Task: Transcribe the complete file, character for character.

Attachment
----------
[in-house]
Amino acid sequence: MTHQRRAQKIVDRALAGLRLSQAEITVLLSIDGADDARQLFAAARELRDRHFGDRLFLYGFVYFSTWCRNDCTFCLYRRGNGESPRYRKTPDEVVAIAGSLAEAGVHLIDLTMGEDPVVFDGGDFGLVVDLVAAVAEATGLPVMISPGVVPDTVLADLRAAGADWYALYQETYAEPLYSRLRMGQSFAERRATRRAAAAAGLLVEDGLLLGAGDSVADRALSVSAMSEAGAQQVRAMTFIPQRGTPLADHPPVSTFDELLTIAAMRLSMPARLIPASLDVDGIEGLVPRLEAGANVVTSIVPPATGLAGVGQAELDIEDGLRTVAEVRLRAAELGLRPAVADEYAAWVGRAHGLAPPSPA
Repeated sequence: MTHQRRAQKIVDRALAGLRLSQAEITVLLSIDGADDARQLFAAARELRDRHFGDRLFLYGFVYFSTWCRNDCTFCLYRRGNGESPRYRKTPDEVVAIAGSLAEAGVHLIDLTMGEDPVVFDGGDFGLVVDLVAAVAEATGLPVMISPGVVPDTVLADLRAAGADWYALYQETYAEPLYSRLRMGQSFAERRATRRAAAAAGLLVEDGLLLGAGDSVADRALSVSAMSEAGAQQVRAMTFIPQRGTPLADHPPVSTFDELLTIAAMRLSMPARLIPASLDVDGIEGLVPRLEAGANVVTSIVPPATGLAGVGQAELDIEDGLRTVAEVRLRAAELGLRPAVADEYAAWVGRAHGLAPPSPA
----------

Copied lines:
[in-house]
Amino acid sequence: MTHQRRAQKIVDRALAGLRLSQAEITVLLSIDGADDARQLFAAARELRDRHFGDRLFLYGFVYFSTWCRNDCTFCLYRRGNGESPRYRKTPDEVVAIAGSLAEAGVHLIDLTMGEDPVVFDGGDFGLVVDLVAAVAEATGLPVMISPGVVPDTVLADLRAAGADWYALYQETYAEPLYSRLRMGQSFAERRATRRAAAAAGLLVEDGLLLGAGDSVADRALSVSAMSEAGAQQVRAMTFIPQRGTPLADHPPVSTFDELLTIAAMRLSMPARLIPASLDVDGIEGLVPRLEAGANVVTSIVPPATGLAGVGQAELDIEDGLRTVAEVRLRAAELGLRPAVADEYAAWVGRAHGLAPPSPA
Repeated sequence: MTHQRRAQKIVDRALAGLRLSQAEITVLLSIDGADDARQLFAAARELRDRHFGDRLFLYGFVYFSTWCRNDCTFCLYRRGNGESPRYRKTPDEVVAIAGSLAEAGVHLIDLTMGEDPVVFDGGDFGLVVDLVAAVAEATGLPVMISPGVVPDTVLADLRAAGADWYALYQETYAEPLYSRLRMGQSFAERRATRRAAAAAGLLVEDGLLLGAGDSVADRALSVSAMSEAGAQQVRAMTFIPQRGTPLADHPPVSTFDELLTIAAMRLSMPARLIPASLDVDGIEGLVPRLEAGANVVTSIVPPATGLAGVGQAELDIEDGLRTVAEVRLRAAELGLRPAVADEYAAWVGRAHGLAPPSPA